Send all your eco-inquiries to Jennifer Grayson at firstname.lastname@example.org. Questions may be edited for length and clarity.
Every summer our dear but not-at-all eco friends come to stay with us; every year we're left dealing with the waste that's left in their wake. They ask us to buy junk food snacks, they want to order take-out every night (all those containers!), and I spend the whole week fishing their recyclables out of the trash. Oh, and they only drink bottled water and always complain about our scratchy (recycled) toilet paper...
What is this, a house or a Hilton? Maybe this year, you should add tags to their bottles of water like the hotels do, stating there will be a $5 charge added to their room for each one consumed. See if that'll deter 'em.
Seriously, though, I would conveniently "forget" about buying the bottled water this year. Just make sure the house is stocked with snacks and other necessities any reasonable house guest would expect. If your friends request a Fiji upon their arrival, just say something like, "Oh, John and I got this great water filter so we don't have to buy bottled water anymore. I was feeling so guilty about all that plastic trash that's collecting in the ocean. Have you heard it's like a floating landfill the size of Texas?"
If, after that, they still want to go out and buy their own bottled water, well, you're just going to have to suck it up and make sure all the empties go in the recycling bin.
But with the biggest eco offender likely out of the way (a week's worth of plastic water bottles), I would take a deep breath about the rest. When you consider the fuel emissions of the flight I'm guessing your guests took to visit you, a bag or two of Doritos pales in comparison. (And seriously, organic corn chips come packaged in plastic, too.) You don't want to be so overzealous in your quest for eco-righteousness that your guests feel unwelcome.
Consider the case of my red-blooded Southern cousins, who came to California for a visit with their longtime foodie friends, only to discover upon their arrival that the friends had become strict vegans. Now, this would have been fine had the friends been willing to compromise and go out for a few meals where everyone could order something to make them happy, but no: The friends insisted on preparing every meal at home, trying to convert their guests to a vegan diet, too.
"It was interesting to see how they prepared all this food, and some of it was delicious, but two days in we were absolutely starving," said my cousin. If the hosts' goal was to make sure their friends wouldn't be back for another visit anytime soon, they accomplished it.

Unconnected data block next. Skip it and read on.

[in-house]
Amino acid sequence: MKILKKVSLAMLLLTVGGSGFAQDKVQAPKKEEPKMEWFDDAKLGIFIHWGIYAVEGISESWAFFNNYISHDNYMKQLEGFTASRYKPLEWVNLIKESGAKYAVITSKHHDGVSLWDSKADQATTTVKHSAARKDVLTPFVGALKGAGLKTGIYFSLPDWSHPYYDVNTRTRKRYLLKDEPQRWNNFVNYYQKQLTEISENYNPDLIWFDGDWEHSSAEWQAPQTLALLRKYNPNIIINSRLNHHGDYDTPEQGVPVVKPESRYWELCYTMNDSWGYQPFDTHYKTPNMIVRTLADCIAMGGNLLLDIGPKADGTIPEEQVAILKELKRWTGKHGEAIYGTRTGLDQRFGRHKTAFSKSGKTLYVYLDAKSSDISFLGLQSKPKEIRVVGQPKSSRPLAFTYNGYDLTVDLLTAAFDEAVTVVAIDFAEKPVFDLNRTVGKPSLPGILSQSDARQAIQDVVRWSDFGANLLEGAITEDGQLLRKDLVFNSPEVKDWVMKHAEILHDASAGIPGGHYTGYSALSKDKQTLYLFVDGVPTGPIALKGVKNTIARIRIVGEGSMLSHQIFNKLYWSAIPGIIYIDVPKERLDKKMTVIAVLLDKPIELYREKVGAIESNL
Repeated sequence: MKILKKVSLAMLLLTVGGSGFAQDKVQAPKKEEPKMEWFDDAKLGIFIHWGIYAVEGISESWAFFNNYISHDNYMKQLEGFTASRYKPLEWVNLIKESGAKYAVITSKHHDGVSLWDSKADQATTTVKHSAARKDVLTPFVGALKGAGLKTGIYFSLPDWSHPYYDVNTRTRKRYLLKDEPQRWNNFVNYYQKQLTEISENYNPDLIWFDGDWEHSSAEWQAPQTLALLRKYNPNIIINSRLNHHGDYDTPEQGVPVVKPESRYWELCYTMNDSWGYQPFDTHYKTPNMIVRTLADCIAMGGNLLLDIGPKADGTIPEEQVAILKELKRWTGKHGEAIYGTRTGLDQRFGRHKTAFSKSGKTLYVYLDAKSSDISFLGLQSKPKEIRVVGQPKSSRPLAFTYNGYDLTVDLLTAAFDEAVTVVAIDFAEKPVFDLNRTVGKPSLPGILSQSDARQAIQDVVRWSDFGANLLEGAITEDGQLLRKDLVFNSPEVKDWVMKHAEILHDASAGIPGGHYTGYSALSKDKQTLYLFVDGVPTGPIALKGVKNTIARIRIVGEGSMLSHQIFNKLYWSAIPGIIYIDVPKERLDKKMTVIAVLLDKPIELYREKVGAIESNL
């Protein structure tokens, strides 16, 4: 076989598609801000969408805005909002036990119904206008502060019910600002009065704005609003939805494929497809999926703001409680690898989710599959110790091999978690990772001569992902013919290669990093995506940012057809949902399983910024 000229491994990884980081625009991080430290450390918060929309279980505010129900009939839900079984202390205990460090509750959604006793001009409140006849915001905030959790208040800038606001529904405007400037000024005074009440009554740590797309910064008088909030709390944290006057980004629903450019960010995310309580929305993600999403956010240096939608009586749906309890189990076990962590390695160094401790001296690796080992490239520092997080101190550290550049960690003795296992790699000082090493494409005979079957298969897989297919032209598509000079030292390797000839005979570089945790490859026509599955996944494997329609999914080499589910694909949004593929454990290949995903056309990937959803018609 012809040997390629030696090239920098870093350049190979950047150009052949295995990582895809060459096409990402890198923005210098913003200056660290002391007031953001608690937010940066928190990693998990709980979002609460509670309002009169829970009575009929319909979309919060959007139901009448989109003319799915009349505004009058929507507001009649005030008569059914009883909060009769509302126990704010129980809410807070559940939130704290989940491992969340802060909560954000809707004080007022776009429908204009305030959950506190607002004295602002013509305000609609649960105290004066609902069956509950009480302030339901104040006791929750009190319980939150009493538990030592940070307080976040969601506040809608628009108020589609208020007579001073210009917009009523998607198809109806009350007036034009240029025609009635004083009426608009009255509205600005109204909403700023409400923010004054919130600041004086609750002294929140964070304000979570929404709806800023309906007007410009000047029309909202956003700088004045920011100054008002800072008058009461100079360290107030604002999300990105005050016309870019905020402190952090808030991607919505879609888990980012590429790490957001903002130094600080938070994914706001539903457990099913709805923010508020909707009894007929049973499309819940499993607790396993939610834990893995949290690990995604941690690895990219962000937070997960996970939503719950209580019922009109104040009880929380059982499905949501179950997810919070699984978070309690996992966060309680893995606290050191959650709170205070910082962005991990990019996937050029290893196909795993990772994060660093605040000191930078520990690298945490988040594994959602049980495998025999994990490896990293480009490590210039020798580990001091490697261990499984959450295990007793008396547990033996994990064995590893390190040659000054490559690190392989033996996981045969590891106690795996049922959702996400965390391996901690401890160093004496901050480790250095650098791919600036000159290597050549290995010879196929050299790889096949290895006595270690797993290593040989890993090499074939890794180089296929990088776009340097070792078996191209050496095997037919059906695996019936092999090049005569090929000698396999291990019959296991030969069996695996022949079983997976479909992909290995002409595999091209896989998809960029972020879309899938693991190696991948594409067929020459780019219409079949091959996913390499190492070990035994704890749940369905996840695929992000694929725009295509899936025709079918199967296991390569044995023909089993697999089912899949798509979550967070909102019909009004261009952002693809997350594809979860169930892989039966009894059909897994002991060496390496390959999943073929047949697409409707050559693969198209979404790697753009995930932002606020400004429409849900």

If your aim is to enjoy your friends' company rather than count their carbon emissions, then loosen up and compromise where you can: Order takeout from a place you know uses compostable, not Styrofoam containers; label your recycling, compost, and trash bins so it's clear which is which (and nicely explain the difference); and buy them a pack of the softest recycled toilet paper you can find (I like Seventh Generation).
Remember, too, that no house guest is perfect, hence wise Ben Franklin's aphorism about fish and visitors. Even guests who are acutely aware of their hosts' eco inclinations can misstep: Take my mother-in-law, who likes to throw used paper towel in the recycling bin when she comes to visit (composting only!). But forever-trying-to-please love that she is, she also always treats us to ridiculously expensive local pastured steaks from the best butcher in town. (I append our microfiber cloths with a roll of paper towel for her visits and do eat sustainably raised beef on occasion, in case you're wondering. See? Compromise!)
Which brings me to my final point: One of the reasons my MIL knows about the grass-fed butcher is because while I try not to preach green while she's visiting, I do feel free to introduce her to some cool stuff that just so happens to be sustainable. As you should do with your guests: Go shopping for dinner together at the farmers market; take them on a beautiful hike by the river; serve up some wine from a growler filled at your local winery.
If your guests are shrugging after the farmers market and still tossing cans of Diet Coke in the trash, then pour yourself a big glass of that local vino and slap on a smile. You can scrub your house with Dr. Bronner's and vinegar from top to bottom when they're gone.
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